Molecular and Cell Biology Laboratory
Jesse and Caryl Philips Foundation Chair
The nucleus of a cell has a tight security system, composed of membranes dotted with channels and gates called nuclear pore complexes that only let some molecules through. If the wrong molecules get into the nucleus, they can incorrectly turn genes on or off or botch normal cellular programs. But sometimes the security system of the nucleus malfunctions: cancer cells have been shown to have lapses in their nuclei, as have brain cells associated with neurodegenerative diseases like Parkinson’s. To understand how these leaky nuclei might cause disease—and how to boost these security systems again—scientists first need to understand the normal functioning of nucleoporins, proteins that make up nuclear pore complexes.
Martin Hetzer applies molecular biology techniques to pose questions about how nucleoporins mediate what happens inside a cell’s nucleus and why nuclear pore complexes can weaken as a cell ages. Researchers had assumed that irregular nucleoporins associated with some cancers let the wrong molecules in and out of the nucleus, and it’s those molecules that alter genes. But Hetzer was among the first to show that the nucleoporins sometimes have an even more direct role in changing gene expression—fragments of some nucleoporin proteins bind directly to genes. He’s now investigating how common this phenomenon is among nucleoporins and how it drives cancers.
He also studies what allows nuclear pore complexes to stay relatively intact throughout a cell’s entire lifespan. In most individuals, these channels continue to do their jobs even as cells divide many times over. But in some people with neurodegenerative diseases, it appears that the nuclear pores in older cells start letting large filaments into brain cells. Understanding why this happens is the first step to potentially preventing and treating diseases like Parkinson’s.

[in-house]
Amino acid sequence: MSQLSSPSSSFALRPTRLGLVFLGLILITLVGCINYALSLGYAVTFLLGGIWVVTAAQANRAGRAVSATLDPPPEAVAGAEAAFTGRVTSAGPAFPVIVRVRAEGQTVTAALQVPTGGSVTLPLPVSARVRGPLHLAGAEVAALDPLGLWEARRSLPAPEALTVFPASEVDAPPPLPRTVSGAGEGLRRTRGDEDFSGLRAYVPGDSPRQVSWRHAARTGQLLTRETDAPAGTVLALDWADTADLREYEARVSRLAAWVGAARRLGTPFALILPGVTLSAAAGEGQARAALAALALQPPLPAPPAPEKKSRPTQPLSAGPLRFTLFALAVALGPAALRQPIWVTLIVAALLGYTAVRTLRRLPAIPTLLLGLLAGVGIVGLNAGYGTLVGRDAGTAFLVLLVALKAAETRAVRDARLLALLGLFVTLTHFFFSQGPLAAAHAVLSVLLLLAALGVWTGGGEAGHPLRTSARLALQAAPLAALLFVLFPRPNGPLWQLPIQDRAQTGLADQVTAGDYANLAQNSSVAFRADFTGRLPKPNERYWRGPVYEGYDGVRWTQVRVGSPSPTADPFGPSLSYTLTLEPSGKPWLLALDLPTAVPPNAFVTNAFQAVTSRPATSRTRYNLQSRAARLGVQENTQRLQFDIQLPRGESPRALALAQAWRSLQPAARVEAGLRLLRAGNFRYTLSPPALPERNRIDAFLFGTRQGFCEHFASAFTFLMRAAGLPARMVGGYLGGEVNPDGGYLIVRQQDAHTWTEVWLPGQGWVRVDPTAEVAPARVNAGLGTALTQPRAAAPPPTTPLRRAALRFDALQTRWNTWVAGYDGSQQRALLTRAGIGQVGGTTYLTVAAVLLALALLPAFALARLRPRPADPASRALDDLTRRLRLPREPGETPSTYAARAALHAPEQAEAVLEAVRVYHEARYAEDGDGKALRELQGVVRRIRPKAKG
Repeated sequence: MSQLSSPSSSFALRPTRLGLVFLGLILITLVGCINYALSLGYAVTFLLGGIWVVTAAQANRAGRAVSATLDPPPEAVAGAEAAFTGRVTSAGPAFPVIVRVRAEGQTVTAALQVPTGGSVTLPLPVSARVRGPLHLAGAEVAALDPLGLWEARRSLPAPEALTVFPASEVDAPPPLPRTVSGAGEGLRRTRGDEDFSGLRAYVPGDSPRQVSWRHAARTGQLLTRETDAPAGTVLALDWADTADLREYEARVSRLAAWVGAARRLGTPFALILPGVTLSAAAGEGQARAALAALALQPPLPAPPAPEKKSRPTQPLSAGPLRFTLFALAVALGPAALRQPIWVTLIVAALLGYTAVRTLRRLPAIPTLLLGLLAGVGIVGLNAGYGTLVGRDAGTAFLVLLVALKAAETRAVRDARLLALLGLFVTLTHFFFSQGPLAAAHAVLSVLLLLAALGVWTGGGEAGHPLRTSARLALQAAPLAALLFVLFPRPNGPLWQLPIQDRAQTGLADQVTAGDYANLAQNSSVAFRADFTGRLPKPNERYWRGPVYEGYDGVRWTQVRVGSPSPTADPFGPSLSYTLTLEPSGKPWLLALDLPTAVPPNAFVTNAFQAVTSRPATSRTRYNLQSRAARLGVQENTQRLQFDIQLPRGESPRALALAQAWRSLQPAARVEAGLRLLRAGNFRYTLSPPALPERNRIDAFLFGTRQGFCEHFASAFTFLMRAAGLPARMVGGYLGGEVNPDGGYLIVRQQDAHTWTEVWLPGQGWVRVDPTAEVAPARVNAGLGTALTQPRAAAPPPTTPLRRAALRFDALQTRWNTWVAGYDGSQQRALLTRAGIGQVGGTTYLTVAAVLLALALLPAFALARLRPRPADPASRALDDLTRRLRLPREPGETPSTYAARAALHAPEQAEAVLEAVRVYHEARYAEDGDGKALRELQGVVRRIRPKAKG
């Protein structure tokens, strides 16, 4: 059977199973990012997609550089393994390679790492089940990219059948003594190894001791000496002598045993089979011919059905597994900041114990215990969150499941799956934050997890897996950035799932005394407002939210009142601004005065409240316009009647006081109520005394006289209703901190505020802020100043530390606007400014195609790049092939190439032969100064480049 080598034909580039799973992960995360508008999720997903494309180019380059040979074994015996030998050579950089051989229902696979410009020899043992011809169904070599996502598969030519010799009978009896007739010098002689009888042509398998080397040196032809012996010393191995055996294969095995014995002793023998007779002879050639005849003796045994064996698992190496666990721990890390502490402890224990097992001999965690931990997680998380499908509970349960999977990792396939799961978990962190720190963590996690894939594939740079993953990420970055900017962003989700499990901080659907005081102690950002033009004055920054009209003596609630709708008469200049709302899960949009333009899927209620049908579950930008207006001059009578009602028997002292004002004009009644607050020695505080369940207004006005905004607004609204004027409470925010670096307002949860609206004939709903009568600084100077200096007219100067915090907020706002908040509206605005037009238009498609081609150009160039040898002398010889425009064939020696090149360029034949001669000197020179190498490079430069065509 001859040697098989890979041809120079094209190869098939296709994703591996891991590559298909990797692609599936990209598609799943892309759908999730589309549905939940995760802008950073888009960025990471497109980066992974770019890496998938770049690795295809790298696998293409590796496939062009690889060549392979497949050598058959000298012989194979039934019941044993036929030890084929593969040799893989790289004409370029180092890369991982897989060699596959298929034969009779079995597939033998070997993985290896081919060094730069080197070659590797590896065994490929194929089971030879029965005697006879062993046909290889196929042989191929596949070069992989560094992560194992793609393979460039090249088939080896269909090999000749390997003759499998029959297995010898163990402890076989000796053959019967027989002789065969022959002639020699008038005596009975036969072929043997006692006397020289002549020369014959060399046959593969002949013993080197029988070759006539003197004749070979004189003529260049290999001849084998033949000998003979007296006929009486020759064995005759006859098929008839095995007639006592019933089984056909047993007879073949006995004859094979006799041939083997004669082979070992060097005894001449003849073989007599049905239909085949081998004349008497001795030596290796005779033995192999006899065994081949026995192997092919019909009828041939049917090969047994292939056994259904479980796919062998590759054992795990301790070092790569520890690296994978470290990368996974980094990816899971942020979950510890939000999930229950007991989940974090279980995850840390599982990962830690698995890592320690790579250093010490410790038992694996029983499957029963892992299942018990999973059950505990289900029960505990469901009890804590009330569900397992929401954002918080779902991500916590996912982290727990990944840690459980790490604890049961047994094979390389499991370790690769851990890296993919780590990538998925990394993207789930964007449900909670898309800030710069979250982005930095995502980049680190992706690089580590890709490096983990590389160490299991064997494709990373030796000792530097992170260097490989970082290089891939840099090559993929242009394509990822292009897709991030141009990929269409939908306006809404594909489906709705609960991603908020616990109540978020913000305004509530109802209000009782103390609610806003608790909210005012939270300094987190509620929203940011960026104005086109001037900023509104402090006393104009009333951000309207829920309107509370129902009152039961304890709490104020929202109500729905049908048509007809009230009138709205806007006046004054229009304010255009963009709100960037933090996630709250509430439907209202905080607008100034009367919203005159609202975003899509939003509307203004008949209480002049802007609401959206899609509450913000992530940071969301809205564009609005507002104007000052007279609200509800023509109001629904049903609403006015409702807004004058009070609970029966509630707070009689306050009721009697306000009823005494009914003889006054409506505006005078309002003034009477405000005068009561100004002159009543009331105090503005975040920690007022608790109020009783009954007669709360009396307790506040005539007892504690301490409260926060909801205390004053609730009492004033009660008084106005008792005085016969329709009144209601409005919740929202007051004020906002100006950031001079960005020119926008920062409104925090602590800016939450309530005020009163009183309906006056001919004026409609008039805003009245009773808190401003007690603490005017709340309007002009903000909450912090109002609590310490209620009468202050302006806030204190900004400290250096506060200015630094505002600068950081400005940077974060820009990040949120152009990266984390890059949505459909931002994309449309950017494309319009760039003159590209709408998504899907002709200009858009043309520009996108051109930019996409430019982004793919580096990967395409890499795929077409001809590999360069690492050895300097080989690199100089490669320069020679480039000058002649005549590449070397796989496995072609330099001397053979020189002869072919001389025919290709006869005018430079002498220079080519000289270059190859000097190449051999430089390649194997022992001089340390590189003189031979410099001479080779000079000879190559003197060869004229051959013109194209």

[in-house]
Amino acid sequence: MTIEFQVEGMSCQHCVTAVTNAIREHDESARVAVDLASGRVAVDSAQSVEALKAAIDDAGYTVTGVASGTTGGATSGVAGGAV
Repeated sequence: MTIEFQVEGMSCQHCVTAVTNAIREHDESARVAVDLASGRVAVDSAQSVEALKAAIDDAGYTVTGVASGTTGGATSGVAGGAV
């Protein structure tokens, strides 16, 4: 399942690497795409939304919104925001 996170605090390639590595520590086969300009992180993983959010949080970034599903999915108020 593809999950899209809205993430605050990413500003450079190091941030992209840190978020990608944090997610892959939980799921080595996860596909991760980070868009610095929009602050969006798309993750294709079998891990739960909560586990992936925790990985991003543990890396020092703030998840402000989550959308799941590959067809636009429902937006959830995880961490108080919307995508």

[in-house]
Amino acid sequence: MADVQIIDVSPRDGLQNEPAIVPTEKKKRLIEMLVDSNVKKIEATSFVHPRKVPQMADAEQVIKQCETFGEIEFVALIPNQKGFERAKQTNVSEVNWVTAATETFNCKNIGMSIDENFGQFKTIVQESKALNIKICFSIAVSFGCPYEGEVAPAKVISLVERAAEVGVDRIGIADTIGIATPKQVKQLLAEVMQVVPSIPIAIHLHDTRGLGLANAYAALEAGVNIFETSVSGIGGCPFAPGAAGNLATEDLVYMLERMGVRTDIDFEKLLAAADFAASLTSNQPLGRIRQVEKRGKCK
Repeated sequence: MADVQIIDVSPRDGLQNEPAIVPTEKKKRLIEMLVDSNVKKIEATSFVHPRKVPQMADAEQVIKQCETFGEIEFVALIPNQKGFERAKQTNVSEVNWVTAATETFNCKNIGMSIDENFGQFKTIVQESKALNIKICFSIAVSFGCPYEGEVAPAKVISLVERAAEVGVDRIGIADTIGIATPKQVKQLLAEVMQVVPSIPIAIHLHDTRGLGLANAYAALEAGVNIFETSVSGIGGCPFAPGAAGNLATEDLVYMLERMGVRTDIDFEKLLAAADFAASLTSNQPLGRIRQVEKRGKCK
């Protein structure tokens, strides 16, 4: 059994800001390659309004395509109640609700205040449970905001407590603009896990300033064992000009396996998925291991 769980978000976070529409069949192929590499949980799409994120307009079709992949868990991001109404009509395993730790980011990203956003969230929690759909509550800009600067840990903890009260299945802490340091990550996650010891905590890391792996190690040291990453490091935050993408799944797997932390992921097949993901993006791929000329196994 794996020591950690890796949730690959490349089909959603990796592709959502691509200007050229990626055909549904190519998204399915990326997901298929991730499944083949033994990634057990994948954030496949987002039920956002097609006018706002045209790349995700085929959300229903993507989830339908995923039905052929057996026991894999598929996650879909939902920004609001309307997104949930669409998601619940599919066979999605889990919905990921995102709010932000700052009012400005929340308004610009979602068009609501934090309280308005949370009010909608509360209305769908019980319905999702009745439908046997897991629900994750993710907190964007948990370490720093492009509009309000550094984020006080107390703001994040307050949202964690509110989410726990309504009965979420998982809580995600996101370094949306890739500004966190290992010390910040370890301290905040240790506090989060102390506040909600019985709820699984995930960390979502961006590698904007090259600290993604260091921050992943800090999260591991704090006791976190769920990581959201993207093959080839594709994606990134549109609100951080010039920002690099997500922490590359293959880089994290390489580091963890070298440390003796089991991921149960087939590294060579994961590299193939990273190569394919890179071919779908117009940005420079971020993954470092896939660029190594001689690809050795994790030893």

Hetzer showed that one of the ways nuclear pores manage to stay relatively stable for a cell’s long life is by occasionally exchanging just one part of the channel complex at a time for a newer part. Since nucleoporin levels drop as a cell ages, however, Hetzer thinks this maintenance is limited.
He also looked more broadly at the phenomenon of long-lived proteins (LLPs) in the rat nervous system. Most proteins in the body are replaced when they accumulate damage or begin to degrade. But LLPs—which include proteins that make up nuclear pores—last for a lifetime, Hetzer found.
Hetzer’s group recently developed a way to visualize and track micronuclei—small fragments of a cell nucleus. Some types of lung cancer cells, they showed, have especially high numbers of micronuclei, which are formed during mistakes in cell division. The new method will let them further probe how the formation and collapse of micronuclei is linked to cancer progression.
Undergraduate degree, University of Vienna, Austria
PhD, Biochemistry and Genetics, Vienna Biocenter, Austria
Postdoctoral work at EMBL, Heidelberg, Germany